Certificate in Fire Science
A Certificate in Fire Science prepares students for a career or promotion within fire and emergency service organizations, many of which require applicants to complete some post-secondary education and career training. The certification also prepares students for careers in the private sector, such as fire investigation, fire engineering, suppression/alarm systems maintenance, emergency management, and hazard analysis.
This undergraduate certificate is typically completed between several months and one year. The curriculum covers topics such as theory and tactics in prevention engineering, firefighting, emergency medical services, fire behavior, hazardous materials, and rescue operations.
Associate Degree in Fire Science
An associate degree program in Fire Science expands your knowledge of topics such as fire engineering, fire suppression, fire prevention, code inspection, arson investigation, and departmental leadership. The degree can satisfy basic application requirements for some roles or give you an advantage in fire service organizations where recruitment is highly competitive. In addition, the degree can provide the foundation for admission to advanced educational programs and degrees in fire science fields such as teaching, departmental management, or consulting specialties.
The associate degree is typically completed in two years. The curriculum includes general education courses such as psychology, introduction to computer science, chemistry, physics, American government, and communications.
Bachelor of Science in Homeland Security and Emergency Management
Any situation that involves the attention of firefighters can typically be considered an emergency situation. At a high level, a degree in emergency management provides a solid foundation in the best practices to cope with a pending emergency, as well as managing operations during and after an emergency situation.
National University offers a Bachelor of Science in Homeland Security and Emergency Management program that can prepare you for a variety of emergency preparedness settings, including threat assessment, disaster management, and crisis response management. Pursuing higher education as a firefighter can help you ascend to higher ranks within the department, such as lieutenant, captain, battalion chief, assistant chief, deputy chief, and fire chief.
This program offers ideal courses for firefighters, such as Crisis Management, Disaster Management, Emergency/Disaster Response, and Infrastructure Protection.
Master of Science in Homeland Security and Emergency Management
For those who want to climb the ladder much higher, a master’s degree in emergency management could be the right path. National University offers a Master of Science in Homeland Security and Emergency Management program that helps integrate tools, resources, and organizational systems for the successful implementation of emergency management issues. Naturally occurring events, such as the Southern California wildfires, are additional evidence of the ongoing need for more specialized knowledge in the area of emergency management.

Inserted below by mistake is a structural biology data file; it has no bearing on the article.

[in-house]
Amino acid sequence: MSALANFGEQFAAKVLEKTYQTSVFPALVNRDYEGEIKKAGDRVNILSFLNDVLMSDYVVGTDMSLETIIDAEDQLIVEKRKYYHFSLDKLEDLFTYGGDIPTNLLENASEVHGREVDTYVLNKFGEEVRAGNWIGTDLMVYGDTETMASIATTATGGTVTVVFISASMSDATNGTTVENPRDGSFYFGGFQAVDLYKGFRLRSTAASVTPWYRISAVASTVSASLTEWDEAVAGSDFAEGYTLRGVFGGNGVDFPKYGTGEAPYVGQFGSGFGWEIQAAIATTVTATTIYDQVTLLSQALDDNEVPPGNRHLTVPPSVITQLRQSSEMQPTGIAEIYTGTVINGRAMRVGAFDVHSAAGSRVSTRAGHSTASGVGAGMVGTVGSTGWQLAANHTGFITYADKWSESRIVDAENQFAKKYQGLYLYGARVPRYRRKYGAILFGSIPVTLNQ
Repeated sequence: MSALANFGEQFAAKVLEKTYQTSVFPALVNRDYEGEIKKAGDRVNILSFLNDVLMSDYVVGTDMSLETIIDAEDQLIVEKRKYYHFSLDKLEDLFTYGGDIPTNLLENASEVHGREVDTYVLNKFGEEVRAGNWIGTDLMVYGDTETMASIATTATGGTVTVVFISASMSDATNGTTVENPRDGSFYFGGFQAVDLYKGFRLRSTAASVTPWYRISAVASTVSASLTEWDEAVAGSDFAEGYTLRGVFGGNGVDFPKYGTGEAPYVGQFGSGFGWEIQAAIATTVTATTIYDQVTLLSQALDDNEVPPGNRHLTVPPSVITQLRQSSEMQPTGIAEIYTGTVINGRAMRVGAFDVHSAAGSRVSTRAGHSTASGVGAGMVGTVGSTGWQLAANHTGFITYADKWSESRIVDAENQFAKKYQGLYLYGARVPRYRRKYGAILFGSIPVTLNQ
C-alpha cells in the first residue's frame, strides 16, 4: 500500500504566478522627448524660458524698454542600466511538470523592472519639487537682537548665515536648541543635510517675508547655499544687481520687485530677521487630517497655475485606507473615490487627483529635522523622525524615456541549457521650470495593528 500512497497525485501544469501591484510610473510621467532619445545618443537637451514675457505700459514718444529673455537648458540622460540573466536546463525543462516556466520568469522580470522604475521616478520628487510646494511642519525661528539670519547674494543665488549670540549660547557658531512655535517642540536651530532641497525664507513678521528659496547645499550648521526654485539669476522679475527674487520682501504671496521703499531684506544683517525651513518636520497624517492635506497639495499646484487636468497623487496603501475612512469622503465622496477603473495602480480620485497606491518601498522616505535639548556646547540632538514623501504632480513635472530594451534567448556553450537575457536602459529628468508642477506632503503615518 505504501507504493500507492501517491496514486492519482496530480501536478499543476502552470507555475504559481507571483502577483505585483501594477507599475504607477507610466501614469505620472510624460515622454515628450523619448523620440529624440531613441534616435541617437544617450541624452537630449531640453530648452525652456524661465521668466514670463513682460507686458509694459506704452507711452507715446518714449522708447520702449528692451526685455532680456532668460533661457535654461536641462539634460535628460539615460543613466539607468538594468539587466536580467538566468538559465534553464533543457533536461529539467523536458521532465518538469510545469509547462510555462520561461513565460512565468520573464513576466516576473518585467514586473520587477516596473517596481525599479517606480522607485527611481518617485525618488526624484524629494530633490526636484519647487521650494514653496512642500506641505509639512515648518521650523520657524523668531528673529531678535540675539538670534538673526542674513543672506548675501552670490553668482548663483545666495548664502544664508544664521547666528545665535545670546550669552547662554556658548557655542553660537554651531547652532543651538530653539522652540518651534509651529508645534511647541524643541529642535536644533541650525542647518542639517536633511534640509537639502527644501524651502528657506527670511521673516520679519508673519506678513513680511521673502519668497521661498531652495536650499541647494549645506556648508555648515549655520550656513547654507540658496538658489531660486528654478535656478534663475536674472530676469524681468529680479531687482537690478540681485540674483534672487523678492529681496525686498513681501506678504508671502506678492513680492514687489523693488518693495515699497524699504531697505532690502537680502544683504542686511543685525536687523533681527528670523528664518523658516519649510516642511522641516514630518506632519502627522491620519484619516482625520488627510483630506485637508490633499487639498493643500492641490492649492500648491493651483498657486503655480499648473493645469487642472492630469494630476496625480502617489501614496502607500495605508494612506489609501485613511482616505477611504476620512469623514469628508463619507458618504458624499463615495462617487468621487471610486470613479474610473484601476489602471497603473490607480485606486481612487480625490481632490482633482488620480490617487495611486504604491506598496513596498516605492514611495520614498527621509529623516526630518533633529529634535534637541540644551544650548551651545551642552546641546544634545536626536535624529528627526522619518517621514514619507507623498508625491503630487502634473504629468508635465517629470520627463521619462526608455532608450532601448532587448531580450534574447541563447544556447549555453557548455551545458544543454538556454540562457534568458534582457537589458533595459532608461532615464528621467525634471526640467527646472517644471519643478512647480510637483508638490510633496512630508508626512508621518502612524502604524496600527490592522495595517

Someone with this master’s degree is able to help businesses, governments, and private industry prepare for, respond to, and recover from potentially debilitating natural and man-made catastrophes.
One potential career opportunity stemming from this program is an Emergency Management Specialist working for the Department of Agriculture. The average salary for this position was $79,965.86 in 2021, according to FederalPay.org. In this role, you would manage emergencies such as wildland fire incidents, natural hazard incidents, and hazardous material incidents. You would also create and implement wildfire incidents plans and policies.
Fire Science Degrees
While there is no specific ”firefighter degree,” many accomplished firefighters have found success pursuing a degree in fire science. Learning about the science behind the start and spread of fires can help you advance into alternative roles in the field, including fire inspectors, fire investigators, and fire marshalls. Somebody who is trained in fire science can also assist in forensic science, determining the source of fire-related crimes like arson.
Find the perfect courses for firefighters with National University
Whether you’re just starting out as a volunteer firefighter or already on the front lines, you can earn a degree or certificate to advance your career. Sound the alarm, because National University’s College of Law and Public Service offers a quality education with flexible options for firefighters. National University’s curriculum allows working professionals to enroll in four-week courses, offering a convenient, flexible schedule.
No matter which program you choose, the flexible, four-week class schedules let you earn your degree while working and/or volunteering at the firehouse. Contact an academic advisor to learn more about which program to pursue to help earn advanced certifications or college degrees that can boost your rank, earnings, and responsibilities as a firefighter.